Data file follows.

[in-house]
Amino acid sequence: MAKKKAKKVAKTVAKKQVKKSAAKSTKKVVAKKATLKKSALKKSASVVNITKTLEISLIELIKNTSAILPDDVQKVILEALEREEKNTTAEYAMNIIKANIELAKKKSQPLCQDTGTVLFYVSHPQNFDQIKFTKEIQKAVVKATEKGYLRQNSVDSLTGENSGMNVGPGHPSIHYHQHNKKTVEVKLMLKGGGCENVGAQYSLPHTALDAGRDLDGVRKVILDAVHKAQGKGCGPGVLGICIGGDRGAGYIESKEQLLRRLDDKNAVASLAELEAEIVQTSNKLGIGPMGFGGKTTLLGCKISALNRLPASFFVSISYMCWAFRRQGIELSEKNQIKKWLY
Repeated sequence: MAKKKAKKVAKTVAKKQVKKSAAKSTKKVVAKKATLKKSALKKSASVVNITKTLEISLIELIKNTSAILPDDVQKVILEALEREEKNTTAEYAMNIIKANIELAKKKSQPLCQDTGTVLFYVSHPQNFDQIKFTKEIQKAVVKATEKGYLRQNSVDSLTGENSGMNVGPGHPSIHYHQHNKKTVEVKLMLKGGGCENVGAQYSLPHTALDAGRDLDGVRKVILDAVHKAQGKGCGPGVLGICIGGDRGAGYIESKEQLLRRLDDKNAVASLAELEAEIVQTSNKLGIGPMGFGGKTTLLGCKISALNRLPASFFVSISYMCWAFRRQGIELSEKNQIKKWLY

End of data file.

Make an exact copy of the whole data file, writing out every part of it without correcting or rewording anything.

[in-house]
Amino acid sequence: MAKKKAKKVAKTVAKKQVKKSAAKSTKKVVAKKATLKKSALKKSASVVNITKTLEISLIELIKNTSAILPDDVQKVILEALEREEKNTTAEYAMNIIKANIELAKKKSQPLCQDTGTVLFYVSHPQNFDQIKFTKEIQKAVVKATEKGYLRQNSVDSLTGENSGMNVGPGHPSIHYHQHNKKTVEVKLMLKGGGCENVGAQYSLPHTALDAGRDLDGVRKVILDAVHKAQGKGCGPGVLGICIGGDRGAGYIESKEQLLRRLDDKNAVASLAELEAEIVQTSNKLGIGPMGFGGKTTLLGCKISALNRLPASFFVSISYMCWAFRRQGIELSEKNQIKKWLY
Repeated sequence: MAKKKAKKVAKTVAKKQVKKSAAKSTKKVVAKKATLKKSALKKSASVVNITKTLEISLIELIKNTSAILPDDVQKVILEALEREEKNTTAEYAMNIIKANIELAKKKSQPLCQDTGTVLFYVSHPQNFDQIKFTKEIQKAVVKATEKGYLRQNSVDSLTGENSGMNVGPGHPSIHYHQHNKKTVEVKLMLKGGGCENVGAQYSLPHTALDAGRDLDGVRKVILDAVHKAQGKGCGPGVLGICIGGDRGAGYIESKEQLLRRLDDKNAVASLAELEAEIVQTSNKLGIGPMGFGGKTTLLGCKISALNRLPASFFVSISYMCWAFRRQGIELSEKNQIKKWLY